WHEN you wish upon a star, ain’t no matter who you are, your dream comes true. Or so warbled Cliff Edwards’ Jiminy Cricket in the opening frames of 1940’s Pinocchio. Sure enough, the good carpenter Geppetto wished upon a star - for his little wooden marionette to become a real boy - and his dream came true.

It is, some 83 years later, hard to oversell the impact on the sequence to the resultant history of cinema. While the notion of a wishing star pre-dated Disney by two millennia - the astronomer Ptolemy named shooting stars a by-product of a god visiting Ancient Greece - the link is now inextricable.

Jiminy’s refrain has been the studio’s unofficial anthem since the mid-fifties, with wishing stars popping up here, there and everywhere ever since. It is, then, only natural that the climax of Disney’s centenary celebrations should pay tribute.

From the producers of Frozen, Wish has been termed an origins story for the star itself. For the first time in 100 years of wonder, Disney’s wishing star is a character in its own right, albeit a non-speaking sidekick to Ariana DeBois’ Asha.

A fusion of traditional, 2D visual styling and the more contemporary 3D animation we now expect, Wish tells the story of a community rebelling in the face of a villainous dictator. It’s an adventure of magic and derring do, with yet one more killer soundtrack.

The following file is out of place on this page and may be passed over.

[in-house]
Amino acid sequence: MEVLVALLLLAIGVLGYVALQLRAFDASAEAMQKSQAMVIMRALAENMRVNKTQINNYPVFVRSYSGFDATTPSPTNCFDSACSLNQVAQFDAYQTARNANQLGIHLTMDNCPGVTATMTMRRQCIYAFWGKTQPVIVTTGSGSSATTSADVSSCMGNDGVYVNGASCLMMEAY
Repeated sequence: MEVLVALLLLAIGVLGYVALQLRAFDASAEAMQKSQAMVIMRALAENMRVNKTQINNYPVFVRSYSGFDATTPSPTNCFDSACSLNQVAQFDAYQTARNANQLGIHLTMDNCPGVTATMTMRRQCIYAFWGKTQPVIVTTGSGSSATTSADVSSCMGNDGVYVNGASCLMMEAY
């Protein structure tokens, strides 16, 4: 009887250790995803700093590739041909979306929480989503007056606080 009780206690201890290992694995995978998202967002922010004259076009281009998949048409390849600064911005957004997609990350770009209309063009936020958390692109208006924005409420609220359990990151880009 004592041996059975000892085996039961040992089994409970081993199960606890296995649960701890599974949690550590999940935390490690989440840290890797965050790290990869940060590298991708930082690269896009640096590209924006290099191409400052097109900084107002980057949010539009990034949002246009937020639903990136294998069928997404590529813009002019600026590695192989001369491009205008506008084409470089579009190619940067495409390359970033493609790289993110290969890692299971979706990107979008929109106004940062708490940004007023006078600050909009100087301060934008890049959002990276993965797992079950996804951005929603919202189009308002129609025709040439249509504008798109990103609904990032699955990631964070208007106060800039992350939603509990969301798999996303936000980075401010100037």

In tone and structure, Wish skews rather younger in audience than the likes of Frozen and Encanto. It’s a simple tale and not quite so engaging as the studio’s best work.

To its credit, Wish benefits from sterling work from both DeBois and Chris Pine, whose arch baddie - King Magnifico - recalls the actor’s turn in Rob Marshall’s Into the Woods. Alan Tudyk brings superior comedy value to the role of Valentino, a talking goat, while dominating the film’s best sequence. It involves chickens.

As one might expect for a centenary celebration, Wish is chock-a-block with cameos and references to Disney’s legacy. Many will be missed in a first viewing. It is, however, well worth sticking around for the close of the credits, which are themselves delightfully animated.

Wish may not be the prime example of why Disney continues to resonate 100 years into its journey but has charm enough to make you remember the times it has.